Editor’s note: We just published, in the winter issue of GRAND, a wonderful article on how to enjoy the snow and cold weather. It’s lots of fun to read, but it doesn’t address the serious problems that severe cold weather brings. Thankfully, our friend, Jack Levine never leaves anyone out.
BY JACK LEVINE
As the chill winds blow I’m motivated to send warm wishes for safety and security to you and your loved ones near and far.
This week’s blast of unbearably cold weather leads me to consider how fortunate most of us are to be content in the comfort of our homes or apartments.
But please remember that so many people in our communities suffer the pain of dire discomfort in the cold, relying on public shelter from the storms…They are hurting, both physically and emotionally.
While our sympathy extends to any person without a home, how distressing to know that a high proportion of our homeless neighbors are veterans who suffer the lasting wounds of battle and young families who are living in the shadows of violence, addiction and poverty?
Homeless individuals and families need the support and generosity of philanthropic problem-solvers, our faith-based charities, community organizations and responsible governmental entities.
This mission of assistance is not just providing the traditional “three hots and a cot” but to develop systemic reforms to prevent the need for emergency care before crises erupt.
Community-wide policies promoting fair, affordable housing opportunities, health access, substance abuse and mental health services, employment training, domestic violence mitigation, nutrition assistance, quality child care and creative solutions for foster youth are needed so that the multiple factors leading to homelessness are addressed.
Prevention initiatives and effective programs are necessary to save lives and enhance quality of life for all families. Showing gratitude for our bounty requires us to invest in the well-being of others in need.
As a nation, we have fallen short in recognizing that despite our founding principles of equal justice, domestic tranquility and economic opportunity for all, too many of our cities and rural regions are sites of abject despair for people whose life circumstances have taken a downward turn.
Homelessness and hopelessness are intertwined conditions. While some of our fellow Americans are enjoying great prosperity, far too many among us are suffering the pain of poverty. I cannot help but think that we are better than this.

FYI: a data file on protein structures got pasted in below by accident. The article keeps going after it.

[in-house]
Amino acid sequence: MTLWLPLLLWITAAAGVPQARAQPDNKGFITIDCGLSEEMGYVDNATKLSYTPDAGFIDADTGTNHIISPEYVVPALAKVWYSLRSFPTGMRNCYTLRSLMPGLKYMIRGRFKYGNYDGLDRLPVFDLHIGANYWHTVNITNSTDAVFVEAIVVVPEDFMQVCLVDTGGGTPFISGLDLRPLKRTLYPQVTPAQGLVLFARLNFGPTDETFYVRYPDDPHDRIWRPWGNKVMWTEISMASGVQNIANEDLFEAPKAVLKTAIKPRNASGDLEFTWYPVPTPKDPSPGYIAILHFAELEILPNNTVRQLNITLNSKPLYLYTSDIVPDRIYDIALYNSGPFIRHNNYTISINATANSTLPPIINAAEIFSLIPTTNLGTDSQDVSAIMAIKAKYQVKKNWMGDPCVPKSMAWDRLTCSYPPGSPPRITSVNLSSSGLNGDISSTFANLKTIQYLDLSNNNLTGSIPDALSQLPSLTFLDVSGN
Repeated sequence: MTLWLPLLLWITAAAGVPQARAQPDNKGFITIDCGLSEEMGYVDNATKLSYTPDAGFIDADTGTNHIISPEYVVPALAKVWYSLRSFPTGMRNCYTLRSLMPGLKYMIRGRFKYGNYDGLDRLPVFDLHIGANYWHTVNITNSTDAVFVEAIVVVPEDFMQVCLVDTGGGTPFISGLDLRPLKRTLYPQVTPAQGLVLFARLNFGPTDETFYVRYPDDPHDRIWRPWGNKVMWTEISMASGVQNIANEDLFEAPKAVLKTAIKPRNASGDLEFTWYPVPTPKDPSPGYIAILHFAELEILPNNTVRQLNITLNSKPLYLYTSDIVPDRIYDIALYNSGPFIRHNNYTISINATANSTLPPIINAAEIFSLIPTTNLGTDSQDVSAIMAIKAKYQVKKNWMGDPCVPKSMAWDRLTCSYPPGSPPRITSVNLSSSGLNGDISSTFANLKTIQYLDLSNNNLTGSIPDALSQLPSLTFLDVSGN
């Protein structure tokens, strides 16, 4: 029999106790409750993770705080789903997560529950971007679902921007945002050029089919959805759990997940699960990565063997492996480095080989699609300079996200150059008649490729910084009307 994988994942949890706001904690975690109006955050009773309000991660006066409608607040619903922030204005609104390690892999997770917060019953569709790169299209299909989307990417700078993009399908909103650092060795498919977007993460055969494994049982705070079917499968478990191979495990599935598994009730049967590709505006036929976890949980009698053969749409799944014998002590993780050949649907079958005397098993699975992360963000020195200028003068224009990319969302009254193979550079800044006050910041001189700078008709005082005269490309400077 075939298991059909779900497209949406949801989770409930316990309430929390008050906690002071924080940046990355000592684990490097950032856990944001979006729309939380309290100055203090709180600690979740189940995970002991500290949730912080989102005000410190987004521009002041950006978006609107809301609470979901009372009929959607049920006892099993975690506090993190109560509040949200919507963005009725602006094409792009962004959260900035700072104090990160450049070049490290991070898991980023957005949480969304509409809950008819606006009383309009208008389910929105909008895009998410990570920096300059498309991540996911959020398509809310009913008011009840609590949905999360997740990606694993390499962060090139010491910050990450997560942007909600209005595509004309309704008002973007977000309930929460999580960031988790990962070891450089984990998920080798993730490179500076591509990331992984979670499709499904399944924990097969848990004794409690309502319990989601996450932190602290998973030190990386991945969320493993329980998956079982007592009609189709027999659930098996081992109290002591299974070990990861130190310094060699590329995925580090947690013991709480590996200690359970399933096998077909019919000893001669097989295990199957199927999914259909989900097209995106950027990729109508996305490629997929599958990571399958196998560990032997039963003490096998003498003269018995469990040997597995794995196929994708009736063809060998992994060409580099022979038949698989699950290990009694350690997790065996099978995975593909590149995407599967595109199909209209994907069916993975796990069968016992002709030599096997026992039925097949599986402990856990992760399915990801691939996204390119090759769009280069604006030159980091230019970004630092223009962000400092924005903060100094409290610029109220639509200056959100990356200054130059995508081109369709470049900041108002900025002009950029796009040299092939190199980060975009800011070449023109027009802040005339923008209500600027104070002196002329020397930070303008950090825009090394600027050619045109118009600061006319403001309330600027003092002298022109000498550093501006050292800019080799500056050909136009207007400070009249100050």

While illiteracy, famine, injustice and incessant conflict are disastrous realities in many nations worldwide, our country has both the opportunity and the obligation to serve as the example of fair treatment for our own veterans, our own children, youth, and elders…all of our neighbors in need.
Please join me in advocating for priorities which reflect a caring commitment to lift up the least of us and action by leaders that is worthy of our ethical standards and moral ideals. Living The Golden Rule – doing onto others as we would have them do onto us – is a beacon of hope which deserves to be followed.
Helping the Homeless in the Winter: What You Can Do – click here
Be a Voice of Influence – Ten Tips for Success
While many people in our nation are turned off by the flood of negativity in politics, I believe deeply that the power of the voter, properly motivated and engaged, is our nation’s greatest strength and hope for the future.
When I hear that fewer than half of eligible young adults are registered to vote, and only a fraction of registered voters participate in every election, it makes me both sad and angry. So many people fought and even died for our right to vote, in their honor, we owe it to our nation to take every opportunity to encourage our new generation of teens and young adults to make a difference…one voice and one vote at a time.
As we work to achieve our advocacy goals, I suggest keeping these ten tips in mind:
~ After each encounter with someone new, reflect on what you learned.
~ What you say about someone reflects more on you than on them.
~ Think first and speak later.
~ Decide where you want to be and visit there often.
~ Wherever you go, show up in full sprit, with open eyes, eager to learn something new.
~ Resolve to be the most positive, kind and considerate person in the room.
~ Ask at least three questions of others before you share about yourself.
~ Give every person you meet a reason and a way to keep in touch.
~ Remember names, but if you forget a name, politely ask to be reminded.
~ Admit the errors you commit and forgive the errors of others.
I hope these thoughts give you an understanding of how I try to encourage and excite others to pave positive paths forward.
I take my role as the advocate’s advocate to heart and do my best to contribute to the quality of our lives no matter the challenges before us. Your responses to my outreach are always appreciated! A reply note to email@example.com goes directly to me
ABOUT THE AUTHOR – JACK LEVINE
Read more from Jack Levine here
Jack Levine, Founder
The Advocate’s Credo:
Thou art my child, my parent, and my elder,
I love thee best,
But could not love thee half as much,
Loved I not all the rest.